Figure 2.11: Experimental setup for frequency response measurement.
reflecting sheet on the head slider without causing any significant change in
the dynamics of the actuator mechanism.
Frequency response shown in Figure 2.10 is measured using an experimental
setup involving an LDV, a Dynamic Signal Analyzer, a VCM driver and an
HDD actuator. The schematic diagram of the setup is shown in Figure 2.11.
The Signal Analyzer generates a swept-sine signal, which is used to excite the
VCM actuator. The excitation signal, which is the input to the VCM driver,
and the displacement measurement from the LDV are fed to two channels of
the signal analyzer. The signal analyzer computes the gain and phase at each of
the frequencies of swept-sine signal. It should be noted that the measured gain
is in the unit of V/V as the output of LDV is a voltage signal. However, one
can easily change the unit of gain by taking into consideration the resolution
of LDV (V/µm).
Care must be taken while setting the amplitude of the swept sine signal.
Small amplitude of input signal results in small displacement of the slider and,
therefore, low signal-to-noise ratio (SNR) in the output of LDV. Too large an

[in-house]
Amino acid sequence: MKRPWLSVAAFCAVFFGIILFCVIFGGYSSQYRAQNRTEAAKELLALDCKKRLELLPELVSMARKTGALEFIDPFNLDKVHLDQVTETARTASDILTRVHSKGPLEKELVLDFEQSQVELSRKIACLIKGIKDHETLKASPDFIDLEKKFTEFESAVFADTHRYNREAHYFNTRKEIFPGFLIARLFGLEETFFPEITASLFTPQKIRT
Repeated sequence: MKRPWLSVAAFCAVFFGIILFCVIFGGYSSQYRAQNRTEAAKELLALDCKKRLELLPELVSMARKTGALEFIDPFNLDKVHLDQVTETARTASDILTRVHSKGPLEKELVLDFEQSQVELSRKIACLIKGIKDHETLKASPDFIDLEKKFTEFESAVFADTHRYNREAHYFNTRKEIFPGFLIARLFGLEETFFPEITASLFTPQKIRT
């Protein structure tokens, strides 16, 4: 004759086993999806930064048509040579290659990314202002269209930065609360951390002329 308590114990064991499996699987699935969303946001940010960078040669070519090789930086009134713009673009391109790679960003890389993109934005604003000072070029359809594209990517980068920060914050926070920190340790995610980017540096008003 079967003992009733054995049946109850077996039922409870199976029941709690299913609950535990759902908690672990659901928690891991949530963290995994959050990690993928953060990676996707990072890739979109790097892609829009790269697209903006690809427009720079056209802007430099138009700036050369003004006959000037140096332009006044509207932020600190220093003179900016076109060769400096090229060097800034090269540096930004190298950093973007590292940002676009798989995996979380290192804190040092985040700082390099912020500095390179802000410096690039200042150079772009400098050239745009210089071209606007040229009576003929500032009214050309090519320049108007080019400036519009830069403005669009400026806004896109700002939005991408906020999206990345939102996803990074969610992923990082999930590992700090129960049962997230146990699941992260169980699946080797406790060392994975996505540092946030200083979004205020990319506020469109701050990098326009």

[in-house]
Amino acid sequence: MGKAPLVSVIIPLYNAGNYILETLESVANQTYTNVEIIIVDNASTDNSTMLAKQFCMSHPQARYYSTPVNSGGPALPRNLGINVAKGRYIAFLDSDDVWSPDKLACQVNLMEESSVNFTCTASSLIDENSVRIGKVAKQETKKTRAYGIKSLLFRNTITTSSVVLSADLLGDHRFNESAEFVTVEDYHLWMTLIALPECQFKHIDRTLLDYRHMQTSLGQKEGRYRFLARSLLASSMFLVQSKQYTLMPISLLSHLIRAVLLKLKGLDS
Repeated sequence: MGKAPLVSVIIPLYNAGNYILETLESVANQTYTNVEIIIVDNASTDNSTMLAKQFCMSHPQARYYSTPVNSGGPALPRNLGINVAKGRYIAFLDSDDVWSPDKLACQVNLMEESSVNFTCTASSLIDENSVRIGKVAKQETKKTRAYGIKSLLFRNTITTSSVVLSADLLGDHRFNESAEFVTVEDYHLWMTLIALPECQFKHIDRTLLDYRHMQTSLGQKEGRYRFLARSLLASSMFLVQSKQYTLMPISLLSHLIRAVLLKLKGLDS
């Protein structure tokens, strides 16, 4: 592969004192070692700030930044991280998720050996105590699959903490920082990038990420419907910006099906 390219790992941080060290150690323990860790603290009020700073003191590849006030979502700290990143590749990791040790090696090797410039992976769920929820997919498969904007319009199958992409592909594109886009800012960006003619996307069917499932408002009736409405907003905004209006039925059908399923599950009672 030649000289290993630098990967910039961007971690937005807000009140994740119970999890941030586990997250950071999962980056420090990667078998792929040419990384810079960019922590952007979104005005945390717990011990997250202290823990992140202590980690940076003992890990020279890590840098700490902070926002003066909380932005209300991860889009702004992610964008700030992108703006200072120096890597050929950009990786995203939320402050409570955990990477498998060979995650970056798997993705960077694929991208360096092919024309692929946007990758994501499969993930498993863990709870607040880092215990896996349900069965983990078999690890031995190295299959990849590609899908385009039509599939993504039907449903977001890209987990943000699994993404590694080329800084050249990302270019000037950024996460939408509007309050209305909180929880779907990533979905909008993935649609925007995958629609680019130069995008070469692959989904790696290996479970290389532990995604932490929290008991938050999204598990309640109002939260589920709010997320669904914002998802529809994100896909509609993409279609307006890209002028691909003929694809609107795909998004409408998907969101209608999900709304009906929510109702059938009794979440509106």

amplitude, on the other hand, may cause the actuator to move beyond the
range of LDV. Since the head slider moves on an arc, the reflected beam is not
in line with the incident beam. If the angle between the two beams is large, the
reflected beam is not received well by the measurement electronics. The gain of
the actuator is higher in the lower frequencies and is expected to decrease with
increasing frequency. That means the amplitude of the input excitation should
be lower for in the low frequency range and should be increased as the frequency
of the input goes higher. For the result shown above, input amplitude is kept
reasonably small (below 100 mV) for the lowest range of frequency, and was
increased to almost 1 V for high frequency. Dynamic signal analyzers available
in the market these days come with the capability of automatic adjustment of
the input amplitude.